Rescuers of Jews

Sankutė-Toliušienė Teresė

From Icchokas Meras and Yonina Meras Gersh' Memoirs:

Michalina Legantienė brought us to her small room on Kalnų street 14. She rented that room at Petronėlė Urbelienė’s place. On Michalina’s request I was sheltered by Petronėlė Urbelienė and her husband Adomas Urbelis. However the local government got to know our hiding place, and a couple days later we were sent to the farm of Mošė Gelmanas in the village of Laukodemė (about 3 kilometres from Kelmė). This farm had also been turned into a ghetto. Before bringing us, Urbelienė and Legantienė advised us to run from the concentration camp and come back again to them. After some time my brother and I managed to escape. One early morning we returned to Kelmė. We did not keep close to roads or paths; instead, we were hiding ouf of fear in the bushes, gardens, ruins of burned-down houses lest , someone saw us. I returned to the Urbelis household, and my brother went to that of Legantienė.
Local authorities, however, got to know our hiding place again, and a day before the second and final mass killings of Kelmė Jews, elder Lopata went to Urbelienė and Legantienė and demanded them to take us to the huge barn of the Kelmė manor house, to the same one where we had been imprisoned once, with our mother when she was still alive, on 28 July, i.e. one day before the first mass killings of Kelmė Jews. That day the garden was brimful of Jewish women and children doomed to death. Now, on receiving the elder’s instructions to take us to that same barn, our benefactors and we, children, became frantic with worry out of fear that another mass killing was on the way. Hiding in Kelmė, even at the edge of the town, was already becoming dangerous. This is why next day Urbelienė and Legantienė took us out of to the village, hoping to find villagers who would help them hide us. However the villagers they knew refused. Then Urbelienė and Legantienė started stopping the wagons of villagers they did not know, asking: “Do you need a shepherd boy, missus?” And all the villagers kept asking: “Are they Jews?” On hearing the “yes” reply, they would say: “Thanks, we don’t need any”. Finally Sankienė, a rich farmer, and her daughter Teresė drove by and stopped. Sankienė was hesitant to take us, but then her daughter Teresėlė said: “Mama, take these children...Take these children...”, and her mother said: “Alright, let’s go”.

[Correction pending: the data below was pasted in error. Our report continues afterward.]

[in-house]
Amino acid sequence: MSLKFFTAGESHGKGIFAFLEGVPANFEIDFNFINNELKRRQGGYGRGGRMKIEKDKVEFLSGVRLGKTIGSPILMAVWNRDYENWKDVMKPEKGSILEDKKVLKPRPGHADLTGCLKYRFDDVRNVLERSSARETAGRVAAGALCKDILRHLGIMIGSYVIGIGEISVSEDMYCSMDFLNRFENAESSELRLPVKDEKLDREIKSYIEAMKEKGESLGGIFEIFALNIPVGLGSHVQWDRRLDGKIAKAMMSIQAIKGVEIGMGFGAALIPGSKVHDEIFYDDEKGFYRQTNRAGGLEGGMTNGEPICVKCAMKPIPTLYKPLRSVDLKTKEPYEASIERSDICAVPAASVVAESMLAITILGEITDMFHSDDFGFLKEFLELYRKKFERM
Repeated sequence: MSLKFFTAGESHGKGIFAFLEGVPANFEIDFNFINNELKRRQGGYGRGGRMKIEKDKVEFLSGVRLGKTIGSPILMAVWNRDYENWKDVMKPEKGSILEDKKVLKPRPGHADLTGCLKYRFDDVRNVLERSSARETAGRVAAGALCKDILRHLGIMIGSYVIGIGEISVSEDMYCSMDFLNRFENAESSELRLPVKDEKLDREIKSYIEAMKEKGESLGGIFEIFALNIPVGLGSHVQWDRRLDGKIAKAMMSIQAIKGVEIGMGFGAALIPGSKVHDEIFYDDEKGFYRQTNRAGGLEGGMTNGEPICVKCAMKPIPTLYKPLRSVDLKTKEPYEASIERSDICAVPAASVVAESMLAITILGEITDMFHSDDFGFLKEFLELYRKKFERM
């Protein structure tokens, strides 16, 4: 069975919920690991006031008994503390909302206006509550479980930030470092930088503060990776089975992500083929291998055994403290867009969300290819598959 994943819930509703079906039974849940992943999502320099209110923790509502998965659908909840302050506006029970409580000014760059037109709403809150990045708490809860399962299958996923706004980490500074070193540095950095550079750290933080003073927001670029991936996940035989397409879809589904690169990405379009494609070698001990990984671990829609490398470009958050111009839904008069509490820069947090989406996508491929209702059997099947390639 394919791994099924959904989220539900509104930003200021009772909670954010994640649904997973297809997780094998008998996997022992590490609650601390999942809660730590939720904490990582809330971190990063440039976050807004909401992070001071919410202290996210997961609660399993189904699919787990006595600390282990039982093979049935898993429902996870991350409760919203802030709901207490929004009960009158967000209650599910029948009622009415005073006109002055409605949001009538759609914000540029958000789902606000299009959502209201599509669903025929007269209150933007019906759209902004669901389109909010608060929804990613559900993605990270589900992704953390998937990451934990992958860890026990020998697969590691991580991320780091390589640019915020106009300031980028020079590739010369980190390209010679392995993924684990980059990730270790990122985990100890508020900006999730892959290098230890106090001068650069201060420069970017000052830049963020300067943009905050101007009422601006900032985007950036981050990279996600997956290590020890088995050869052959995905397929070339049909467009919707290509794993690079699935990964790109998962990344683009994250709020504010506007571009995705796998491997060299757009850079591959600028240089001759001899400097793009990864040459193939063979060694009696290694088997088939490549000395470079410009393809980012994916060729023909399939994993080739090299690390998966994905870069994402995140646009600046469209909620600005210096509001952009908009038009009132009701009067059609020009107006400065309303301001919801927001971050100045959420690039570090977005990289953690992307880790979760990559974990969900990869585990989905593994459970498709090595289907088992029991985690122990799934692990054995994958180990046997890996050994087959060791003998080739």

From the 4th book Hands Bringing Life and Bread
The Vilna Gaon State Jewish Museum
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